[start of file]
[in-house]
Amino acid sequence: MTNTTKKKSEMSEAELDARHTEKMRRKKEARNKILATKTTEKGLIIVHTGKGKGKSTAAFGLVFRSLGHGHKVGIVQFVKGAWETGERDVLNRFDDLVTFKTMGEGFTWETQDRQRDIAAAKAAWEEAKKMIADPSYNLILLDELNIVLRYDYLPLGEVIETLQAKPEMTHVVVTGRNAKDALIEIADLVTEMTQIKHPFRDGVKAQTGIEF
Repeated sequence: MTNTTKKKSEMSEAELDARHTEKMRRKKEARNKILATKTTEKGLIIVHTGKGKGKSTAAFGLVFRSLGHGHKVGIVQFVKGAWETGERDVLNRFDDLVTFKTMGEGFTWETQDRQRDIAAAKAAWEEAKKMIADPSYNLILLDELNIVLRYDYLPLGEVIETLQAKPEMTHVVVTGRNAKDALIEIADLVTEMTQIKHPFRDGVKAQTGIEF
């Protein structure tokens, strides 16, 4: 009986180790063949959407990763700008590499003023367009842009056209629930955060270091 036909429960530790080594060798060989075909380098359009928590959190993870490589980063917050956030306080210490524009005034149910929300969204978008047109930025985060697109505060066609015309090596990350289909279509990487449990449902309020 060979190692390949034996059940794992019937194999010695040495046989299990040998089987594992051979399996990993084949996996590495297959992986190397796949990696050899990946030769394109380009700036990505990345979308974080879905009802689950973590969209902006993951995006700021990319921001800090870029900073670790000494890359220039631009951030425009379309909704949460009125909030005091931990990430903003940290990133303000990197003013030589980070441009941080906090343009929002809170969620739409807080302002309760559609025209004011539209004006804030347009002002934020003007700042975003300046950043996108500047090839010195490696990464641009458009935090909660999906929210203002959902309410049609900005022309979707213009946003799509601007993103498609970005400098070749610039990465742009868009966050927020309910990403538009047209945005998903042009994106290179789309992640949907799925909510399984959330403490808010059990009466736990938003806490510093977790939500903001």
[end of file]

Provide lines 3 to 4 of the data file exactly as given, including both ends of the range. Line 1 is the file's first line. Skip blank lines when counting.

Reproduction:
Repeated sequence: MTNTTKKKSEMSEAELDARHTEKMRRKKEARNKILATKTTEKGLIIVHTGKGKGKSTAAFGLVFRSLGHGHKVGIVQFVKGAWETGERDVLNRFDDLVTFKTMGEGFTWETQDRQRDIAAAKAAWEEAKKMIADPSYNLILLDELNIVLRYDYLPLGEVIETLQAKPEMTHVVVTGRNAKDALIEIADLVTEMTQIKHPFRDGVKAQTGIEF
């Protein structure tokens, strides 16, 4: 009986180790063949959407990763700008590499003023367009842009056209629930955060270091 036909429960530790080594060798060989075909380098359009928590959190993870490589980063917050956030306080210490524009005034149910929300969204978008047109930025985060697109505060066609015309090596990350289909279509990487449990449902309020 060979190692390949034996059940794992019937194999010695040495046989299990040998089987594992051979399996990993084949996996590495297959992986190397796949990696050899990946030769394109380009700036990505990345979308974080879905009802689950973590969209902006993951995006700021990319921001800090870029900073670790000494890359220039631009951030425009379309909704949460009125909030005091931990990430903003940290990133303000990197003013030589980070441009941080906090343009929002809170969620739409807080302002309760559609025209004011539209004006804030347009002002934020003007700042975003300046950043996108500047090839010195490696990464641009458009935090909660999906929210203002959902309410049609900005022309979707213009946003799509601007993103498609970005400098070749610039990465742009868009966050927020309910990403538009047209945005998903042009994106290179789309992640949907799925909510399984959330403490808010059990009466736990938003806490510093977790939500903001």